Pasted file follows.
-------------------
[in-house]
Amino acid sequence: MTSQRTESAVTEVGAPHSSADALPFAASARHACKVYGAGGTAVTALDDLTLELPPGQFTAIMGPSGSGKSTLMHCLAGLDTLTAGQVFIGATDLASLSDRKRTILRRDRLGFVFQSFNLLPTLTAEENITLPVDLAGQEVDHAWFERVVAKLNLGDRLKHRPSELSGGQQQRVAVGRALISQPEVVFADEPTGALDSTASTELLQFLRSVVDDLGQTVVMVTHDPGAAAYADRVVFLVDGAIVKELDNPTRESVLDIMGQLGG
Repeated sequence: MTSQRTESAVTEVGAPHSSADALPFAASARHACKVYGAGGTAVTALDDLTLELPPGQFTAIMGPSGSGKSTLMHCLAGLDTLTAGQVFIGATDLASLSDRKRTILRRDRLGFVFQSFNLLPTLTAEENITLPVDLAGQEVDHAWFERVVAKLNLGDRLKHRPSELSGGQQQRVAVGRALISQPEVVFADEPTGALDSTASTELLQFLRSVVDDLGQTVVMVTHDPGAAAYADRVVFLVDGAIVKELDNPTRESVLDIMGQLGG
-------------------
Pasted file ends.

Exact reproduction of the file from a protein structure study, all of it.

[in-house]
Amino acid sequence: MTSQRTESAVTEVGAPHSSADALPFAASARHACKVYGAGGTAVTALDDLTLELPPGQFTAIMGPSGSGKSTLMHCLAGLDTLTAGQVFIGATDLASLSDRKRTILRRDRLGFVFQSFNLLPTLTAEENITLPVDLAGQEVDHAWFERVVAKLNLGDRLKHRPSELSGGQQQRVAVGRALISQPEVVFADEPTGALDSTASTELLQFLRSVVDDLGQTVVMVTHDPGAAAYADRVVFLVDGAIVKELDNPTRESVLDIMGQLGG
Repeated sequence: MTSQRTESAVTEVGAPHSSADALPFAASARHACKVYGAGGTAVTALDDLTLELPPGQFTAIMGPSGSGKSTLMHCLAGLDTLTAGQVFIGATDLASLSDRKRTILRRDRLGFVFQSFNLLPTLTAEENITLPVDLAGQEVDHAWFERVVAKLNLGDRLKHRPSELSGGQQQRVAVGRALISQPEVVFADEPTGALDSTASTELLQFLRSVVDDLGQTVVMVTHDPGAAAYADRVVFLVDGAIVKELDNPTRESVLDIMGQLGG